EL PASO, Texas - On Monday ABC-7 introduced viewers to two Deferred Action for Childhood Arrivals (DACA) recipients in El Paso, who were uncertain about their future.
On Tuesday, ABC-7 spoke with them again about their plans after Attorney General Jeff Sessions announced plans to rescind the so-called Dreamers program.
Paola Rodriguez, 19, and Roberto Valadez-Pena, 24, both came to El Paso from Juarez illegally with their parents as small children. Both said they expect to renew their DACA status by the deadline in early October. But doing away with DACA has them hoping for a congressional solution, while planning for the possibility of the worst situation ... deportation.
"We're not going to let this affect us," Rodriguez said through tears Tuesday. "We're still going to keep fighting."
The El Paso dreamer and recent graduate of Burges High School recently obtained her cosmetology license. She said the DACA decision is already affecting her search for a job.
"They might not want to hire me because of these issues that we're going through," she said. "So it's definitely just tougher looking for a job now."
She thinks doing away with DACA will send many back into the shadows.
"We were just living in the shadows and I've had DACA for like three or four years now, so it definitely gave me a lot of confidence to go out and to not be scared and to fight for my rights and other student's rights," Rodriguez said. "Now that all this has happened it's like we're going to have to go back into shelter, back into the shadows, and in a really tough situation."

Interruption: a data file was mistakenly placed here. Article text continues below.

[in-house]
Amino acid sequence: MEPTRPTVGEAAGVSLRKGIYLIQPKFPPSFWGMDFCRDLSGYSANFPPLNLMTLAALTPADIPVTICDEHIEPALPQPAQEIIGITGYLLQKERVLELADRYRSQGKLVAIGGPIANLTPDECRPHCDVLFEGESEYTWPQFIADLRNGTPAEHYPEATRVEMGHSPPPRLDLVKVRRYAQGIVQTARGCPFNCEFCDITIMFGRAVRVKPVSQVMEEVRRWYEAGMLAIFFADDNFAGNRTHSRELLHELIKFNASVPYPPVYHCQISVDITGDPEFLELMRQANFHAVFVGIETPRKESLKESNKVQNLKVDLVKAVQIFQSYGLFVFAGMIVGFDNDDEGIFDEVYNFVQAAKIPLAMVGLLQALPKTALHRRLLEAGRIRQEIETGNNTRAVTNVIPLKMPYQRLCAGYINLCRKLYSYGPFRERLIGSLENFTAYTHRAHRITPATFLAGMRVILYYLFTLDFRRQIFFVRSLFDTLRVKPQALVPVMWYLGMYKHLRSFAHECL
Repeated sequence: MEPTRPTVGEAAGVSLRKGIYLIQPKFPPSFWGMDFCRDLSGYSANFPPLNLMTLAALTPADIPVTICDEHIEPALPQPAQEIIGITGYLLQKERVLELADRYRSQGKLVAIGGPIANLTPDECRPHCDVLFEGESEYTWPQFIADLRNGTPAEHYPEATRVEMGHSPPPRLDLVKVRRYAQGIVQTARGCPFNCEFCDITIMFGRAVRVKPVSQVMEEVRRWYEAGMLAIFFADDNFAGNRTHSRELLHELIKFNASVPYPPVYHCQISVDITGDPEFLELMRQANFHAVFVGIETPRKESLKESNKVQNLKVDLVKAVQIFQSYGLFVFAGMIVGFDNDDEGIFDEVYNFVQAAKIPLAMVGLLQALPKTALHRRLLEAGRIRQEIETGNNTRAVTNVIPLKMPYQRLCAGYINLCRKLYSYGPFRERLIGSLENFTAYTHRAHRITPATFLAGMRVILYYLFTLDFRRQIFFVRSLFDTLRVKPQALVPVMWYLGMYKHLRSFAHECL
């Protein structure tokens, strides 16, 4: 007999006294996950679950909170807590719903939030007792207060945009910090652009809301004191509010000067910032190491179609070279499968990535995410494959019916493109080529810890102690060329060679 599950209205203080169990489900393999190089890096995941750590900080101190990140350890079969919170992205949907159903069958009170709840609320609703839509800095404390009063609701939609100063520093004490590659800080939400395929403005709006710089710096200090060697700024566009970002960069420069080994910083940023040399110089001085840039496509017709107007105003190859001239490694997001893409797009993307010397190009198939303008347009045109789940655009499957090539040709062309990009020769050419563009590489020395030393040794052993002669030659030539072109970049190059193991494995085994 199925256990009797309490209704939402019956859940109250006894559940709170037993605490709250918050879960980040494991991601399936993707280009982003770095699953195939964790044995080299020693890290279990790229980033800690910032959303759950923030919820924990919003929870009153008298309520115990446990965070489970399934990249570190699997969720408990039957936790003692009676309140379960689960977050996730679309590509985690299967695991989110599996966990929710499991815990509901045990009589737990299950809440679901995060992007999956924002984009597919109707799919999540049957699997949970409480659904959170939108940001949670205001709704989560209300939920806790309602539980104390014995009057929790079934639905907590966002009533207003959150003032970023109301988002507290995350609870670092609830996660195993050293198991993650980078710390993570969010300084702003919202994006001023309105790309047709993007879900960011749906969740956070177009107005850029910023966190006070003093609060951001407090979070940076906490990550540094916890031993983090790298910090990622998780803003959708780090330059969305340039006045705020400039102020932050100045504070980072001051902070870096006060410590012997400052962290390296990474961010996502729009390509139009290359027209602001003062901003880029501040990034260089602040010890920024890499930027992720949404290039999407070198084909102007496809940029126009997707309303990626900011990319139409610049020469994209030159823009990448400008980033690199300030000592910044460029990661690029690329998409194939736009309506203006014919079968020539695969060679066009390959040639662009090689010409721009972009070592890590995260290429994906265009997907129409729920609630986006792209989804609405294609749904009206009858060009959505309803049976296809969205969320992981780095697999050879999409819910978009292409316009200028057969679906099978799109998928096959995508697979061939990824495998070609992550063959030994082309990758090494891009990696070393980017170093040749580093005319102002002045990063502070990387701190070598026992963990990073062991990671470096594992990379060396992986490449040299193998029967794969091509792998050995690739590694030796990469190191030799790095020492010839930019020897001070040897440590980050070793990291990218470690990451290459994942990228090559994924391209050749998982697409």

Twenty-four year-old Roberto Valadez-Pena is a senior Sociology major at UTEP. He admitted he's worried, but vowed, like other Dreamers, to keep fighting for a congressional solution.
"Although times are hard, this is the opportunity now to press for something different which would be the permanent solution," Valadez-Pena said. "At this point, Dreamers have fought so hard for so long, we have to keep fighting."
Asked what he would do if forced ultimately to leave this country, he said: "Me personally, I would try to move to Canada, Europe. But again, it's something we don't really want to think about. Step by step let's keep fighting for a solution and then we'll see."
Valadez-Pena told ABC-7 a path to citizenship for Dreamers would be the best and most permanent solution.
Rodriguez is hoping that Congress can come up with something better than DACA. She said in the meantime, she'll continue to look for a job and save money, preparing for the possibility of the worst.